5 Things Franchise Owners Should Know About the New Department of Labor Rule on 'Joint Employment'
On Monday, the Department of Labor announced it’s rolling back a rule that franchises have long argued is harmful to their business models and the economy. The rule, which expanded the definitions of “joint employment,” meant that franchise employees with wage and labor complaints could argue in court that both the franchisee -- their direct employer -- and the franchise company were responsible for ensuring fair pay and labor practices. Here are five things you need to know about this ruling and what it means for your business.
The rule is changing as a response to a 2015 Obama administration policy
In 2015 the Obama administration expanded the definition of joint employment, something the franchise industry argued was fundamentally detrimental to their business models. The International Franchise Association applauded this decision in a statement on its website. Research funded by the IFA found that this expanded definition led to a 93 percent increase in lawsuits filed against franchise companies. McDonald’s, for example, has been the subject of multiple lawsuits from employees who claim the company is responsible for ensuring its franchisees adhere to wage laws (a federal appeals court in San Francisco ruled in favor of McDonald’s in October).
In a Wall Street Journal op-ed on Monday, White House acting chief of staff Mick Mulvaney and labor secretary Eugene Scalia argued that the change will mean “companies will now have greater certainty about the point at which they’re affecting the terms and conditions of employment to such a degree that they’re an employer, responsible for ensuring employees receive the minimum wage and overtime pay.”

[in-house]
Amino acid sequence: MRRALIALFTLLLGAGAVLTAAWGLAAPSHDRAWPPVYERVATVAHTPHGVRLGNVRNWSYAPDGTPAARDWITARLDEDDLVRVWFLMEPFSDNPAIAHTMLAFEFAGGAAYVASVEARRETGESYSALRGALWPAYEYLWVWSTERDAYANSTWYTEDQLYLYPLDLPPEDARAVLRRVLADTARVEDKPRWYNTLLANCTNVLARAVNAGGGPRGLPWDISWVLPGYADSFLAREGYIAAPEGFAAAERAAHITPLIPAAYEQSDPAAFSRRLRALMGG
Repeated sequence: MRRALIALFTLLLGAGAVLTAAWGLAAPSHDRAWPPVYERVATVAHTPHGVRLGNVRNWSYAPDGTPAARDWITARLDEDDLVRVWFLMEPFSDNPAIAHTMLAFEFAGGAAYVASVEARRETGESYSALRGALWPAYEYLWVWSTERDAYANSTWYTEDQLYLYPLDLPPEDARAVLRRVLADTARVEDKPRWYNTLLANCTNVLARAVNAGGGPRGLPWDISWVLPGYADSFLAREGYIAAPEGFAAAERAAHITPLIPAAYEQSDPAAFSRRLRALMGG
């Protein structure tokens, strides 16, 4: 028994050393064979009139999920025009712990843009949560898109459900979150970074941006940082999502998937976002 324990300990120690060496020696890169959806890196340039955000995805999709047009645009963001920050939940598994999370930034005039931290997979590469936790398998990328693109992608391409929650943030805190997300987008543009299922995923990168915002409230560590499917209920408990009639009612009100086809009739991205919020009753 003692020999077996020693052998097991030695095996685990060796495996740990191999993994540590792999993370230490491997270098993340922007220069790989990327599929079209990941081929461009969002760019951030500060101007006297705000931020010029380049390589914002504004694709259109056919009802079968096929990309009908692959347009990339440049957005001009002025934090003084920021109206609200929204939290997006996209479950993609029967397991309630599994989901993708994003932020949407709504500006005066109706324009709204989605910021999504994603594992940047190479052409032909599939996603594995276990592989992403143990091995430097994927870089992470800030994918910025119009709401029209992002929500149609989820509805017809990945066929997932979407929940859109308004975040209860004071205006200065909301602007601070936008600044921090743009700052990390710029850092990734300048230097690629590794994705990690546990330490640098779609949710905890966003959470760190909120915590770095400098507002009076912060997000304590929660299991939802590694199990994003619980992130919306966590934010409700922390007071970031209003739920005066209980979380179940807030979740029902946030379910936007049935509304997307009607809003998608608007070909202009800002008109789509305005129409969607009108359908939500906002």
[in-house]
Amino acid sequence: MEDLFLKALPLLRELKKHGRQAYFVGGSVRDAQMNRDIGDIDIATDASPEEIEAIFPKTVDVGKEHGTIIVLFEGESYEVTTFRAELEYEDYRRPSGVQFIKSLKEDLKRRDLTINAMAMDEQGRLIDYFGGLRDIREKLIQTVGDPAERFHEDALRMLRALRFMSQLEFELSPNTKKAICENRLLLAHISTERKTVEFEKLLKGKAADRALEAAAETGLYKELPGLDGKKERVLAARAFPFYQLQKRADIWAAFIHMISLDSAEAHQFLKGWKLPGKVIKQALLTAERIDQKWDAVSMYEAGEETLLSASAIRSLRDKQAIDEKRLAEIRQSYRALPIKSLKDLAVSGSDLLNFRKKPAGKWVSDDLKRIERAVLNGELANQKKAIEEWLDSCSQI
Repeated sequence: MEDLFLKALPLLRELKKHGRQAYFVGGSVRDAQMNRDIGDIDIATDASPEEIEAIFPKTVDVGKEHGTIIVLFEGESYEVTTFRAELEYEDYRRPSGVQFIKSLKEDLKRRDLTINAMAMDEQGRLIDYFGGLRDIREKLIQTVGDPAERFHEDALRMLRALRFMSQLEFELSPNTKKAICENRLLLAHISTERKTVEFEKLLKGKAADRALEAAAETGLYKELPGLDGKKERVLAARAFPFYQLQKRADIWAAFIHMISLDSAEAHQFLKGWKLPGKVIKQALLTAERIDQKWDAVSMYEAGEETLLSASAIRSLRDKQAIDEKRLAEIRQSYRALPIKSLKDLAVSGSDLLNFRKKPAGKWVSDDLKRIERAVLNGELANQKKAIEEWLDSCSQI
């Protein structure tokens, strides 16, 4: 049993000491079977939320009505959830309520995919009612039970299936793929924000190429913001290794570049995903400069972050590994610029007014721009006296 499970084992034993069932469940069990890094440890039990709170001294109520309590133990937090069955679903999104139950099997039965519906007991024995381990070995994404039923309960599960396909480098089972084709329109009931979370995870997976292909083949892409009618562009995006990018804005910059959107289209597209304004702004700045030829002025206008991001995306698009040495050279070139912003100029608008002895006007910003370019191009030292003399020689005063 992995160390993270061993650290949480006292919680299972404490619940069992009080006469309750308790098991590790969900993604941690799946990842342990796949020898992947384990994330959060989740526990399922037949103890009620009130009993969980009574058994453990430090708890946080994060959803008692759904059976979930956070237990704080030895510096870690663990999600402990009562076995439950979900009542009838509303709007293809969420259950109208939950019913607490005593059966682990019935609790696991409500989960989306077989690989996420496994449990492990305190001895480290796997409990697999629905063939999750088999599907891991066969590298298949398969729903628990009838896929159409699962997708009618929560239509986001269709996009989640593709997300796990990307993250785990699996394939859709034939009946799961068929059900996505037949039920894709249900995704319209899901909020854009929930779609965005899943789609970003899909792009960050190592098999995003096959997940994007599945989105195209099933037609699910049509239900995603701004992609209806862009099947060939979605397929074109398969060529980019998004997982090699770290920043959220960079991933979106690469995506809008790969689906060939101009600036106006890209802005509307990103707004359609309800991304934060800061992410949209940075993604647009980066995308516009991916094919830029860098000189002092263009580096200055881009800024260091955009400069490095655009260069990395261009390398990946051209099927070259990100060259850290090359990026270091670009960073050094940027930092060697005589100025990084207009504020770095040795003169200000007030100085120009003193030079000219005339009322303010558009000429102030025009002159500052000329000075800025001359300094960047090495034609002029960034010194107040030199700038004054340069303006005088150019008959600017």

However, groups like the Economic Policy Institute, a pro-labor think tank, have argued since the potential rule change was announced last April that it will make it “nearly impossible” for workers to ensure their employers uphold the Fair Labor Standards Act and “will completely take away the ability of workers to recover unpaid wages from firms who use undercapitalized contractors in their work,” the group said in an open letter sent to the DOL in June.
It’ll go into effect sooner than you might think
The new rule will go into effect on March 16, 2020, just 60 days after the Department of Labor announced it. Next, all eyes will be on the National Labor Relations Board and the Equal Employment Opportunity Commission to see if they will similarly be rolling back regulations around unfair labor practices and workplace discrimination.
Joint employment will be determined by four factors
A franchise company will be able to determine if it’s a joint employer by considering four factors:
If it can hire or fire employees
If it controls employees’ work schedules or working conditions
If it sets an employee’s pay
If it maintains employment records
Importantly, it does not need to meet all of these conditions in order to qualify as a joint employer. So, for example, a franchise company that doesn’t control any of those factors will not be considered a joint employer. But as Mulvaney and Scalia gave as an example in the Wall Street Journal, if an office brings on an outside company to handle janitorial services but then closely supervises the employees and their schedules, it will be considered a joint employer.
It’ll change the way companies that franchise will have to think about labor
With this change in law, if a franchise company is not considered a joint employer, the responsibility to pay employees minimum wage and overtime will fall solely on the franchisee. Although this could mean that franchise companies will be able to give companies more freedom around hiring, firing and compensating employees, it also means the legal responsibilities to adhere to wage laws will fall solely on the franchisee.
Franchisees that provide outsourced employees could see an increase in business
Critics of this rule change have argued that it will lead to companies outsourcing more roles as a way to avoid responsibility for adhering to wage laws. But if you own a franchise offering business services such as temporary staffing or payroll, or if you own a cleaning company that works with corporate clients, this could mean an increase in business for you.